Skip to main content

Forest floor covered in rhododendron ponticum

Conservation – a fine balance

As the largest land managers in Scotland, we are responsible for managing the national forests and land on behalf of Scottish Ministers. We do this in line with the Scottish Government’s 50-year vision for economically sustainable forestry that conserves and enhances the environment, and that delivers benefits for people and nature.

We are leaders of Sustainable Forest Management in Scotland. Every woodland we manage holds UKWAS certification. This independent industry standard recognises that sometimes, for foresters to be able to do their work, they will need to use plant protection products (PPPs). More commonly known as 'pesticides', these PPPs help land managers – including us – to protect crops and habitats.

Why we use PPPs

As the climate changes, the conditions that support pests – and diseases – improve. So, for the health of our forests now and in the future, it’s vital that we manage these threats as best we can.

The products available to us are all approved for use in Scotland by the UK Health & Safety Executive. They are commonly used in the agricultural sector and in horticulture, as well as in amenity areas and home gardens. Far smaller amounts are used in forestry as well as more targeted application.

We use PPPs to control tree pests like large pine weevil (Hylobius abietis). We also use them in ancient and semi-natural woodlands, such as temperate rainforests, to reduce weed damage from plants like Rhododendron ponticum and Japanese knotweed. They are always used at the recommended quantities and with the techniques set by the UK Health & Safety Executive as being safe.

Protecting our temperate rainforests

We manage significant areas of temperate rainforest and are taking a ‘landscape-scale’ approach to restoring these vulnerable habitats. One of the main challenges we face is dealing with the threat from invasive non-native weed species, such as Rhododendron ponticum, which once established in a woodland reduces the quality and condition of the habitat so that many native species cannot thrive.

Hands wearing blue protective gloves drill into a Rhododendron ponticum stem.

Rhododendron is sometimes removed by hand – but only when the plants are very small seedlings. Once mature, effective control is only possible with herbicides to kill the stump and roots. However, by using techniques like stem treatment we reduce the quantity of PPP’s used and stop unwanted consequences on non-target species – which can happen when less targeted foliar spraying is used.

Without these PPPs we would not be able to save our rainforest from the inevitable expansion and damage caused by a range of weed species.

You can learn more about Rhododendron ponticum: the silent killer of Scotland's rainforest in our blog.

Read the blog

When to use PPPs

Choosing when to use PPPs can be difficult. Overall our aim is to find alternatives to their use where possible or, when their use is necessary, to limit and reduce their use. We take extreme care to minimise any potential environmental impact.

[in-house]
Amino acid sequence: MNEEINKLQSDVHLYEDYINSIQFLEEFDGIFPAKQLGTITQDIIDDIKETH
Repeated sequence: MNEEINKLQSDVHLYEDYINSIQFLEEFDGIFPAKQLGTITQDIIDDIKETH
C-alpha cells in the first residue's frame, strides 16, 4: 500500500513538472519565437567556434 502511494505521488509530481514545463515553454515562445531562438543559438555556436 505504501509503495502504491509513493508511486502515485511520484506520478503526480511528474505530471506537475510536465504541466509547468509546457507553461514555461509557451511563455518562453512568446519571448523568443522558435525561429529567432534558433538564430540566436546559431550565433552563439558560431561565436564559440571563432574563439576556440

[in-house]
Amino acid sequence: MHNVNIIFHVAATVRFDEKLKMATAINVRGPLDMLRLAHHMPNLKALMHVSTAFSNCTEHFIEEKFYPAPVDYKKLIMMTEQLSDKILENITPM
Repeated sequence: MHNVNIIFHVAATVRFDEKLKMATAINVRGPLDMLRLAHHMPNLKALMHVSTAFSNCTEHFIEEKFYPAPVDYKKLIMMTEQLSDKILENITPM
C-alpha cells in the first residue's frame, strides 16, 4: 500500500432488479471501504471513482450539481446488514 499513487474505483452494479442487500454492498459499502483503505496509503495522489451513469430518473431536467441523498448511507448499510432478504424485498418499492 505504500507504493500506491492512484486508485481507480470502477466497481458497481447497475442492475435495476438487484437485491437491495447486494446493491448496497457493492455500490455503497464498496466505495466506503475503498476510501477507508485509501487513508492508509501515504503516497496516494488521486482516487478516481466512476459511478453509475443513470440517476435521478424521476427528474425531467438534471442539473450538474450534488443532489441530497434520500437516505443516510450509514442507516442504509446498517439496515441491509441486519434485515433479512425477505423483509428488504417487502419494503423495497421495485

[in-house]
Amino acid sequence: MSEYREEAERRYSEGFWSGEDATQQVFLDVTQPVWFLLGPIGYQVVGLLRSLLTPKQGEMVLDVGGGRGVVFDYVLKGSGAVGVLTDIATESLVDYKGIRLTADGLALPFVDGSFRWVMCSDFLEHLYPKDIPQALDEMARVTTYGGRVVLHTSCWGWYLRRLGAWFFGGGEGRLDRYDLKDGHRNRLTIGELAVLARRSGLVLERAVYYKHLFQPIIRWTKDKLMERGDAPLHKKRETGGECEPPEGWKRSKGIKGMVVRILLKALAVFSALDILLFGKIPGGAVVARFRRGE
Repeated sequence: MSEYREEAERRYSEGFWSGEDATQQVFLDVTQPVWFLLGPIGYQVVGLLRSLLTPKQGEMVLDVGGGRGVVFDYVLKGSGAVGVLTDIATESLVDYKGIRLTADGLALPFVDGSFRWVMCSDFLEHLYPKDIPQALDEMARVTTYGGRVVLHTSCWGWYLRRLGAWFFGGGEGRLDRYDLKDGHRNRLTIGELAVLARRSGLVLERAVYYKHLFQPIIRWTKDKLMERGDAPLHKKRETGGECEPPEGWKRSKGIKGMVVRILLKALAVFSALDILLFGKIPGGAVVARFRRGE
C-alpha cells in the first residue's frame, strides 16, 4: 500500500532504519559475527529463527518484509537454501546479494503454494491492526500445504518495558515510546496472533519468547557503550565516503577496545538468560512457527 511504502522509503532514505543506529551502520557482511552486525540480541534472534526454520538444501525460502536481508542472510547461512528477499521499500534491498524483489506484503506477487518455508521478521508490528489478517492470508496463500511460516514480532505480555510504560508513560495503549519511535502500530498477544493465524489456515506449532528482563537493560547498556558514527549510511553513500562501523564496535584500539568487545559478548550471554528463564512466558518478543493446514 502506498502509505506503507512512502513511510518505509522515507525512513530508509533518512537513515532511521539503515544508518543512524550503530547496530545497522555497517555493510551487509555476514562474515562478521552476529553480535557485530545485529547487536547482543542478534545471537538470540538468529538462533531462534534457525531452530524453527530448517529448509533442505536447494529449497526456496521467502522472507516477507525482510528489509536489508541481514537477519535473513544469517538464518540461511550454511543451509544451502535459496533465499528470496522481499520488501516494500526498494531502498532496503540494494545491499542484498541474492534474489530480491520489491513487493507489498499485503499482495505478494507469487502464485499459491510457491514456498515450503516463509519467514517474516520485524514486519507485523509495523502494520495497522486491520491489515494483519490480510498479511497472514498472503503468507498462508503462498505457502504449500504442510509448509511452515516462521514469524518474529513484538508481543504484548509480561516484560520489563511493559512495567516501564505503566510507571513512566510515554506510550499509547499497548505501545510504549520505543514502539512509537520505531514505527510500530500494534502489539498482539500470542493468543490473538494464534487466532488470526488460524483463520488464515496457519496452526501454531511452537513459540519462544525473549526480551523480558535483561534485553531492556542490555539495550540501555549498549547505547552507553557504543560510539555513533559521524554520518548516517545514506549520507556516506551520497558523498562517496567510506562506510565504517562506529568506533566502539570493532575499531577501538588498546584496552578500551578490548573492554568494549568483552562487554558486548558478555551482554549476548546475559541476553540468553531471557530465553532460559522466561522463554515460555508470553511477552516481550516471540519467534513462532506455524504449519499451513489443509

To find the best option for each situation, we take an Integrated Pest Management (IPM) approach that allows us to work through the choices. We use this approach when managing, for example, the tree pest Hylobius abietis (the large pine weevil). This pest is estimated to cause £5 million worth of direct losses across the UK each year. It significantly slows the re-establishment of future forest crops.

About weevil damage

Rows of stumps from felled treesAdult weevils lay their eggs in the stumps and roots of felled trees.

When the young beetles emerge, they feed on seedlings and young trees close to these stumps, damaging or even killing the trees they feed on, including conifers and many native broadleaved species. 

We monitor several pests and diseases. You can learn about these threats to our forests on our pests and diseases page.

Pests and diseases

Finding the best solution

By monitoring weevil populations, we know when an increase in numbers means that we need to act to reduce the impact of weevil damage. Our expertise as professional foresters, combined with both our detailed knowledge of local forest environments and the robust research that underpins the IPMS, allows us to determine the most appropriate solution for the situation.

These options include (in order of preference):

  • Delay replanting the trees to avoid the most damaging part of the weevil life cycle. 
    This avoids the need for PPPs, but it is not always possible or desirable. On some sites, waiting many years before replanting lets weeds take over. These weeds then need to be treated with other PPPs. With a limited amount of available land to grow productive trees on, we need to keep a certain amount of forest cover to meet future timber demand.

  • Using trees that have been pre-treated with insecticide in the nursery. 
    This concentrates the treatment where it is needed.

  • Targeted spraying on site. 
    If at a later stage – and within the first three years of growth – we must treat the tree again, we use a hand-held spray application. This contains the treatment to the individual trees.

Minimising the use of PPPs

As part of our ongoing effort to minimise the use of PPPs, we continue to work with partner land managers across British and Irish public and private sectors to find alternatives. Coillte, Scottish Enterprise, Highlands and Islands Enterprise, the Scottish Government, and the Scottish Funding Council are just some of the partner land managers we work with.

Through continued research, we hope to see the development of innovative, non-chemical and cost-effective ways of reducing the damage caused by pests in a way that could greatly improve the sustainable management of woodlands in Scotland. 

Find out more